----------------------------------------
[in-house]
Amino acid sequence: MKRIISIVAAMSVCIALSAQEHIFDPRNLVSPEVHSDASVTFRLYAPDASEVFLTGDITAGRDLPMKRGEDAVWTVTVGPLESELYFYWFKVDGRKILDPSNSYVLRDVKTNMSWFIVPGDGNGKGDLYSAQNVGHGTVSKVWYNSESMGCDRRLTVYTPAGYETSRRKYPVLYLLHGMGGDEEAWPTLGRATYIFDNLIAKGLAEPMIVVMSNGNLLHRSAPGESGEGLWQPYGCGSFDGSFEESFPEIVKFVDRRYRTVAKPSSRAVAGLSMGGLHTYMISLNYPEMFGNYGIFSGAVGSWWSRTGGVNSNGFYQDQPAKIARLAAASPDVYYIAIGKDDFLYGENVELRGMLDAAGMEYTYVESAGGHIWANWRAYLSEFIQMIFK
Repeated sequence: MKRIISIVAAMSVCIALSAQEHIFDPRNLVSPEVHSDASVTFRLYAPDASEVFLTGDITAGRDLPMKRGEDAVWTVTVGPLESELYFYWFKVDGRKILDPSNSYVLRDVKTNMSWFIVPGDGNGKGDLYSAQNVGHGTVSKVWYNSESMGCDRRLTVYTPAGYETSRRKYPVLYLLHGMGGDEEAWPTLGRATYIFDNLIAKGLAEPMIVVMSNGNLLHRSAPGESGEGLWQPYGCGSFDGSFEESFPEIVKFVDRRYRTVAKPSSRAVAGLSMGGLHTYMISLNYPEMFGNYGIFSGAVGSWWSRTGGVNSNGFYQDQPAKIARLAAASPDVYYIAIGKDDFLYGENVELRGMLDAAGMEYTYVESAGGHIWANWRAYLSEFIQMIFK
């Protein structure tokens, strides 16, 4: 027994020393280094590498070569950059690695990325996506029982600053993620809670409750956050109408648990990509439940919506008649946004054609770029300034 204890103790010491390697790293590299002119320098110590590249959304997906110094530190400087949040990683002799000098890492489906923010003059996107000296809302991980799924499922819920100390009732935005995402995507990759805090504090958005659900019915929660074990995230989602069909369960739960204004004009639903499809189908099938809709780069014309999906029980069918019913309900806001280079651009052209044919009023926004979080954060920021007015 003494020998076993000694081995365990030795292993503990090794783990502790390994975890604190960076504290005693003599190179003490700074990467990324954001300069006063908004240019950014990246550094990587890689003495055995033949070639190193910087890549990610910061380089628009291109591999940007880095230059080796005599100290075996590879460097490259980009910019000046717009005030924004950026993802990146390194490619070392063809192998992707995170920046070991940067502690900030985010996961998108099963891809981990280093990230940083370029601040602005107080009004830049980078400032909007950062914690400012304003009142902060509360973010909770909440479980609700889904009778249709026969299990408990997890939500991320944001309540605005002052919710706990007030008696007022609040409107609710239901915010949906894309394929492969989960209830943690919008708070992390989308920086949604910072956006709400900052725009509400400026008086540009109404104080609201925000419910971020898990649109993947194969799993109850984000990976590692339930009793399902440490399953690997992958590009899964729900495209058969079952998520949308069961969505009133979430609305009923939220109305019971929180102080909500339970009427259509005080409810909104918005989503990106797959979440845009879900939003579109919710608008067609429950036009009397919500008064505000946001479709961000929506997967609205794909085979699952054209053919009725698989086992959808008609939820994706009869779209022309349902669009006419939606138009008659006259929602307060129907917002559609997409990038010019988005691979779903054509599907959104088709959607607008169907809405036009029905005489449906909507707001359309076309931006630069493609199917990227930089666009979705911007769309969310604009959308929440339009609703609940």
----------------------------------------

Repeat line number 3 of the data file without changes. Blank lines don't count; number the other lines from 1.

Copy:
Repeated sequence: MKRIISIVAAMSVCIALSAQEHIFDPRNLVSPEVHSDASVTFRLYAPDASEVFLTGDITAGRDLPMKRGEDAVWTVTVGPLESELYFYWFKVDGRKILDPSNSYVLRDVKTNMSWFIVPGDGNGKGDLYSAQNVGHGTVSKVWYNSESMGCDRRLTVYTPAGYETSRRKYPVLYLLHGMGGDEEAWPTLGRATYIFDNLIAKGLAEPMIVVMSNGNLLHRSAPGESGEGLWQPYGCGSFDGSFEESFPEIVKFVDRRYRTVAKPSSRAVAGLSMGGLHTYMISLNYPEMFGNYGIFSGAVGSWWSRTGGVNSNGFYQDQPAKIARLAAASPDVYYIAIGKDDFLYGENVELRGMLDAAGMEYTYVESAGGHIWANWRAYLSEFIQMIFK